Business

Nurturing talent at work, home

Bob Bruggeworth, head of a major cell phone component maker, just finished a business book by a favorite author.

“The Leadership Pipeline: How to Build the Leadership Powered Company” sports a trio of authors including sought-after CEO adviser and prolific business writer Ram Charan. Bruggeworth, CEO of RF Micro Devices in Greensboro, said Charan has worked with the company on leadership development.

“In many ways, a CEO is a talent scout,” Bruggeworth said. Books about leadership are reminders about “making sure you nurture and grow your talent.”

Bruggeworth, 47, also is nurturing talent at home, where he and wife Michelle have two boys, Baxter, who is 12, and Ben, 14. Both have shown an interest in the $1 billion chip maker's business workings. The younger one went with Dad last year to visit the company's Beijing plant and sat through business meetings. The older son quizzed Dad on an acquisition and grasped complex decisions. For Bruggeworth, involving his sons with work is a way of ensuring time together.

“They see what you do,” he said. “They appreciate more when you can't be there and when you can.”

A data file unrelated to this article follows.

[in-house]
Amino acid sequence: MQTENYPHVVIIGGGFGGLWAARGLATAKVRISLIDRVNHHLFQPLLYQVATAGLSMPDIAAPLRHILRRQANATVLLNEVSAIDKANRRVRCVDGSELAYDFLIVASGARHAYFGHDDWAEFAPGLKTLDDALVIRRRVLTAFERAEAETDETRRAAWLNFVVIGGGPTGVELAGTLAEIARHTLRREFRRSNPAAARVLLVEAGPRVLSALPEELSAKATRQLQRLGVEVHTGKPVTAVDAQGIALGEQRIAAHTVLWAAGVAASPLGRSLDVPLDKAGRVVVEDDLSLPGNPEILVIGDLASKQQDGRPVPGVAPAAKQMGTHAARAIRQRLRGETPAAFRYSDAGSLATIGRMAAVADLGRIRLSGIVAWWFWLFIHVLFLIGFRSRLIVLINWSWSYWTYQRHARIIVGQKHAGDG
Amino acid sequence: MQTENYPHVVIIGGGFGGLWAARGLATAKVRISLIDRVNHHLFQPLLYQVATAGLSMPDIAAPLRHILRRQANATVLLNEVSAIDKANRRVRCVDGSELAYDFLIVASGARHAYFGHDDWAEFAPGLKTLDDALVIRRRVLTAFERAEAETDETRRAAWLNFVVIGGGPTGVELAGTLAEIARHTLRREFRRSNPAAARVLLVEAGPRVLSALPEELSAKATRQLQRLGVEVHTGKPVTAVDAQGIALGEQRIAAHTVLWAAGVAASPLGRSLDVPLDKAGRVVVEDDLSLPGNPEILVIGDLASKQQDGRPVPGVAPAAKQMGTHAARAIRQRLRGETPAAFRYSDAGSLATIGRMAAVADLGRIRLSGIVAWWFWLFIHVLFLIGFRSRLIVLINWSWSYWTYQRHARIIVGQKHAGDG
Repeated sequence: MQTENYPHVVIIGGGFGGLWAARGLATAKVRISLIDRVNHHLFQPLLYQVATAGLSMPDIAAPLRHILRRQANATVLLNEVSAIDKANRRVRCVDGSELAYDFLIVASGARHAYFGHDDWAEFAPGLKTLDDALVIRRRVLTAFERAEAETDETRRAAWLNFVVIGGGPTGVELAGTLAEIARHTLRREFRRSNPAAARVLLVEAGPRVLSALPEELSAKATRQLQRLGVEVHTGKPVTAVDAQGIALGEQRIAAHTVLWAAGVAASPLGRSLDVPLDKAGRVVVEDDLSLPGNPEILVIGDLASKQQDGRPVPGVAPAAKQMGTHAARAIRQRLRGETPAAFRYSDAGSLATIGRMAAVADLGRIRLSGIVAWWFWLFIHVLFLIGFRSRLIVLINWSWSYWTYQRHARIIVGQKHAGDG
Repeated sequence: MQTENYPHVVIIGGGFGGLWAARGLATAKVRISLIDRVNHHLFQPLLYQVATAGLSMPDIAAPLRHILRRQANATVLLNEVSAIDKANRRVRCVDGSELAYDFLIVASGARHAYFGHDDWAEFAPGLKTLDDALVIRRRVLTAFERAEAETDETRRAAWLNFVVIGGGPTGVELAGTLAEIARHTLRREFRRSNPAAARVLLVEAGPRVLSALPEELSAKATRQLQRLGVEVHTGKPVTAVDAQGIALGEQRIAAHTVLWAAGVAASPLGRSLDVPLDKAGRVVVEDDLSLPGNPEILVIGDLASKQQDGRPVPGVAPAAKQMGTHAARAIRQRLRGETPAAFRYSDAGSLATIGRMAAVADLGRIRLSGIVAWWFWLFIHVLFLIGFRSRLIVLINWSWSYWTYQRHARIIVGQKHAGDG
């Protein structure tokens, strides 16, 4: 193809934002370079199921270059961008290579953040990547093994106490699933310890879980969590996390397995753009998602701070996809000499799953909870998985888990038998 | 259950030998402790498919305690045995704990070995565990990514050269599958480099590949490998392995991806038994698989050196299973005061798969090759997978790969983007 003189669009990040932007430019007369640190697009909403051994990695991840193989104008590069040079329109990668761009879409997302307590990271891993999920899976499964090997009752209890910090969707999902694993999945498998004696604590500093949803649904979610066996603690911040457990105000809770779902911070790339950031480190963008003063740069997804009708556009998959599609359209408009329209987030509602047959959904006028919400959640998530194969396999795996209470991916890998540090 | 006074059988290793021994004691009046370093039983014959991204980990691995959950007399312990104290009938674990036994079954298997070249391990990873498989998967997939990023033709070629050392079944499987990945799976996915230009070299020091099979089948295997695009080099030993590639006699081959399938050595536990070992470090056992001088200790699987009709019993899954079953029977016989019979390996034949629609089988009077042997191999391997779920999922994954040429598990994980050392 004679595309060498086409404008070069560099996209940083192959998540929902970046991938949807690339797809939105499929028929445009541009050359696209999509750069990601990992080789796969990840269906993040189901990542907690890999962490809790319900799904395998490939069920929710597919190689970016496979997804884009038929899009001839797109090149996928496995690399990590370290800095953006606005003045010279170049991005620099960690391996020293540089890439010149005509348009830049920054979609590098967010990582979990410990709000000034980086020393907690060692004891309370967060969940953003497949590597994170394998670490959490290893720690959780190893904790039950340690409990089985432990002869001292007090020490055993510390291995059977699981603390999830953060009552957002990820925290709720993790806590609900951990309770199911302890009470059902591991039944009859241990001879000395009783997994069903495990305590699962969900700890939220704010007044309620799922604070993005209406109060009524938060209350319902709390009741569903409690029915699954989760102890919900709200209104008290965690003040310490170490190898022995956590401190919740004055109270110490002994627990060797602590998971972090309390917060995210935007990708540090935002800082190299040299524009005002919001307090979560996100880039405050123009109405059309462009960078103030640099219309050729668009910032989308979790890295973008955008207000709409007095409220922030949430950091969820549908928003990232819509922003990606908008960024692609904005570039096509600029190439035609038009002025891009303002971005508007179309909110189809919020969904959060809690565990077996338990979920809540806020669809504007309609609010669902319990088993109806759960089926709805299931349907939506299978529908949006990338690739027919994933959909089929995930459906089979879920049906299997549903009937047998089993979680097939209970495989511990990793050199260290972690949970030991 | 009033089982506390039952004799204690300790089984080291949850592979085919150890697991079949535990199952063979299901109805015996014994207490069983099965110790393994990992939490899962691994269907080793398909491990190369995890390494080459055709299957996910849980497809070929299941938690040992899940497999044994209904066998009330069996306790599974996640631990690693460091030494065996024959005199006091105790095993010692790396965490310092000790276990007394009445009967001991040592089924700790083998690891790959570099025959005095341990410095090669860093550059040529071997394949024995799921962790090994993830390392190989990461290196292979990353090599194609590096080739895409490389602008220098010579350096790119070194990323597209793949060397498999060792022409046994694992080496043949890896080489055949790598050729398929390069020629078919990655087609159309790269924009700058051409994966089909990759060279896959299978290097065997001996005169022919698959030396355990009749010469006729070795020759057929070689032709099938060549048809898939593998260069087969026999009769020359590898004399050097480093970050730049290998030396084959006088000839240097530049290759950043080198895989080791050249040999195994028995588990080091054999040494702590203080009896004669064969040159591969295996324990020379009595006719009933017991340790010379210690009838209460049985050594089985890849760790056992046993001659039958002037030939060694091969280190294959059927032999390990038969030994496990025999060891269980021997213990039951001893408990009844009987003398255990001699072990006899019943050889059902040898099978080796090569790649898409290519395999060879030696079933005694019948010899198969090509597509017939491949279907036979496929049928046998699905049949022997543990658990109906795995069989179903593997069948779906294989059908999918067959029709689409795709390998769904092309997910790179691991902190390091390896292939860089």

He typically reads business books and always packs books to read while traveling for business. This month, his briefcase will hold a lighter volume. When he and Michelle head for the Olympics in Beijing, he'll have “Tales from Q School,” sportswriter John Feinstein's account of the grueling process of qualifying for the PGA tour.

Bruggeworth is a daily Wall Street Journal reader and watches CNN and CNBC during treadmill sessions. He snags info online with his iPhone, the new 3G version. He has it loaded with music, a lot of it from his college days as a disc jockey.

Stella M. Hopkins
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